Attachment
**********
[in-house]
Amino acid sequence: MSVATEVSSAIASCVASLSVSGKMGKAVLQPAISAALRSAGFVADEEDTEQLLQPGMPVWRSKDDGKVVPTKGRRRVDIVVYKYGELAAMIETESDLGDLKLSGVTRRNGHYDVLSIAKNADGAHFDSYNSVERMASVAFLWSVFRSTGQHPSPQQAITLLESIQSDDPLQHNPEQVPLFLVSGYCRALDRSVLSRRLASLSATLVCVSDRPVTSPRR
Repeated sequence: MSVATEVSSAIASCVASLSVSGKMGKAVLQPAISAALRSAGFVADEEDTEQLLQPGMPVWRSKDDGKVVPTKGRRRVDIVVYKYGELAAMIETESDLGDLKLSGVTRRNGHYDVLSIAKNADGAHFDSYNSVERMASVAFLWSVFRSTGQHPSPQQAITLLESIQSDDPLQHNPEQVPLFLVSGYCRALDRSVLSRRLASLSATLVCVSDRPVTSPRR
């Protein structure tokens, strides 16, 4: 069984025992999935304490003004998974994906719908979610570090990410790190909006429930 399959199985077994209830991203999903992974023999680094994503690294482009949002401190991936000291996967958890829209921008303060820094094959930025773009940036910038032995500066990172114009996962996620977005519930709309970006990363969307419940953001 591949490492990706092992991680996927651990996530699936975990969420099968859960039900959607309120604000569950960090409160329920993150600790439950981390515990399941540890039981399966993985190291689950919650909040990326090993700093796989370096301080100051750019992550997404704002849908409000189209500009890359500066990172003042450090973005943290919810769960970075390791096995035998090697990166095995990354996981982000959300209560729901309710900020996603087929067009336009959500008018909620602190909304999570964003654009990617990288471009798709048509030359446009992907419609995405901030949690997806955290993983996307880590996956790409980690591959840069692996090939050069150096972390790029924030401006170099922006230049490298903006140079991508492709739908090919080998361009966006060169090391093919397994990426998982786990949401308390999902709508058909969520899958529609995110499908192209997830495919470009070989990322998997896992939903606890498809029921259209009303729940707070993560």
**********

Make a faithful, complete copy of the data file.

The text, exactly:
[in-house]
Amino acid sequence: MSVATEVSSAIASCVASLSVSGKMGKAVLQPAISAALRSAGFVADEEDTEQLLQPGMPVWRSKDDGKVVPTKGRRRVDIVVYKYGELAAMIETESDLGDLKLSGVTRRNGHYDVLSIAKNADGAHFDSYNSVERMASVAFLWSVFRSTGQHPSPQQAITLLESIQSDDPLQHNPEQVPLFLVSGYCRALDRSVLSRRLASLSATLVCVSDRPVTSPRR
Repeated sequence: MSVATEVSSAIASCVASLSVSGKMGKAVLQPAISAALRSAGFVADEEDTEQLLQPGMPVWRSKDDGKVVPTKGRRRVDIVVYKYGELAAMIETESDLGDLKLSGVTRRNGHYDVLSIAKNADGAHFDSYNSVERMASVAFLWSVFRSTGQHPSPQQAITLLESIQSDDPLQHNPEQVPLFLVSGYCRALDRSVLSRRLASLSATLVCVSDRPVTSPRR
């Protein structure tokens, strides 16, 4: 069984025992999935304490003004998974994906719908979610570090990410790190909006429930 399959199985077994209830991203999903992974023999680094994503690294482009949002401190991936000291996967958890829209921008303060820094094959930025773009940036910038032995500066990172114009996962996620977005519930709309970006990363969307419940953001 591949490492990706092992991680996927651990996530699936975990969420099968859960039900959607309120604000569950960090409160329920993150600790439950981390515990399941540890039981399966993985190291689950919650909040990326090993700093796989370096301080100051750019992550997404704002849908409000189209500009890359500066990172003042450090973005943290919810769960970075390791096995035998090697990166095995990354996981982000959300209560729901309710900020996603087929067009336009959500008018909620602190909304999570964003654009990617990288471009798709048509030359446009992907419609995405901030949690997806955290993983996307880590996956790409980690591959840069692996090939050069150096972390790029924030401006170099922006230049490298903006140079991508492709739908090919080998361009966006060169090391093919397994990426998982786990949401308390999902709508058909969520899958529609995110499908192209997830495919470009070989990322998997896992939903606890498809029921259209009303729940707070993560």